Foxtel has had a rough time of it over the last few years. With streaming services like Netflix and Stan stealing the limelight by offering hit movies and TV shows on demand for a fraction of the cost of a Foxtel subscription, the formerly dominant pay TV provider has had to shift gears in order to stay relevant.
The company is abandoning the cable network it has relied upon for over two decades in favour of going wireless, with Foxtel stating it will discontinue the HFC (cable) infrastructure and replace it with satellite infrastructure.
Aside from the competition from streaming services, the motivation for this move stems from the rollout of the NBN, as the cable network Foxtel uses (currently owned by Telstra) is being handed off to NBN Co.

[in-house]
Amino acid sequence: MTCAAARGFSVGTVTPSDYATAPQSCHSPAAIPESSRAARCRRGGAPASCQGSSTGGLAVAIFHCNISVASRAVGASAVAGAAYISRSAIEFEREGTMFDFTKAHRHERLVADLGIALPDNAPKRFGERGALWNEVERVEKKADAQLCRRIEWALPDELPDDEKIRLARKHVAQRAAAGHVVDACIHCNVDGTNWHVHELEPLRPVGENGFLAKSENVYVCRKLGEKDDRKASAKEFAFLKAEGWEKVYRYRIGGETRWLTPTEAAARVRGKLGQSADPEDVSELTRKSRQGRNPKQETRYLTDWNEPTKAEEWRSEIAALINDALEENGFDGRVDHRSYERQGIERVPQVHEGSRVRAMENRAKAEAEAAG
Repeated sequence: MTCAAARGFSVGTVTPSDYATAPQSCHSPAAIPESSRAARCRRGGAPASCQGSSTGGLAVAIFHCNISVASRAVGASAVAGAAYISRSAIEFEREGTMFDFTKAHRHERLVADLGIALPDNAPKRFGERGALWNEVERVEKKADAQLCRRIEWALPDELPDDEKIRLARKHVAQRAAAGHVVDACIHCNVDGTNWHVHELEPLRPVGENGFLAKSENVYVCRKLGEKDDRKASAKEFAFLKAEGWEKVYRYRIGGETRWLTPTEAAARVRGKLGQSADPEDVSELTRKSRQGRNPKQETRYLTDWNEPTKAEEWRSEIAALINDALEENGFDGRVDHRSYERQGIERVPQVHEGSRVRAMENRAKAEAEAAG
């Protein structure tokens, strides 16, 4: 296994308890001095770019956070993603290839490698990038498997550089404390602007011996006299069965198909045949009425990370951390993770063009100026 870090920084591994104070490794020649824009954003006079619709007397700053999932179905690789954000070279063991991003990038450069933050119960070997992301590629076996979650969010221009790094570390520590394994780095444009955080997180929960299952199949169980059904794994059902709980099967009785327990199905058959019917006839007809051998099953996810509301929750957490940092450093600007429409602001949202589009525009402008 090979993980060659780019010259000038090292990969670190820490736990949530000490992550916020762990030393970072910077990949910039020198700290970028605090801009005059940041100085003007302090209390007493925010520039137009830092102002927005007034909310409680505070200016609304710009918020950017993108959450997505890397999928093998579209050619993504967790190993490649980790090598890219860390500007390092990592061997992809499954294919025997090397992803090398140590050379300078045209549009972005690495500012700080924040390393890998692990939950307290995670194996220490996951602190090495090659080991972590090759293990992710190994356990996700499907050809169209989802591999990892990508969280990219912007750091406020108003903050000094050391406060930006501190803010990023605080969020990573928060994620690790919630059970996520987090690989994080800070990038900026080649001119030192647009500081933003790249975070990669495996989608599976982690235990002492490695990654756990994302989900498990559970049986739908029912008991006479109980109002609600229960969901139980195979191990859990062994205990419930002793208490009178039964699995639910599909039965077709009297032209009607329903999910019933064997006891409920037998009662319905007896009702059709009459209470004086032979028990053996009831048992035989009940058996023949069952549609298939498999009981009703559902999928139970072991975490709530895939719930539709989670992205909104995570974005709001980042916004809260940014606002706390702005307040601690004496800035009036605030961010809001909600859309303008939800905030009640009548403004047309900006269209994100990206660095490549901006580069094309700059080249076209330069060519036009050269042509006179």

Foxtel has confirmed plans to turn off its cable services and move subscribers to satellite connections, claiming the shift will provide a more reliable service for customers wanting high definition programs.
For many strata schemes, Foxtel wants to charge the body corporates for its decision to move to satellite dishes and replace cable infrastructure.
Which begs the question; in the age of streaming, is Foxtel really worth it?
Why Is Foxtel Dying?
At its peak, Foxtel had about 30-35% of Australians using its services. Best indications are it currently stands just below 25%.
The company has basically stopped investing in the dying pay-TV business and is concentrating its investment on new ways of delivering its content services.
Why is this?
The world is moving away from proprietary pay-TV services as new technologies are making such services obsolete. Internet-based broadband streaming services operate on an open system and there is, therefore, more competition.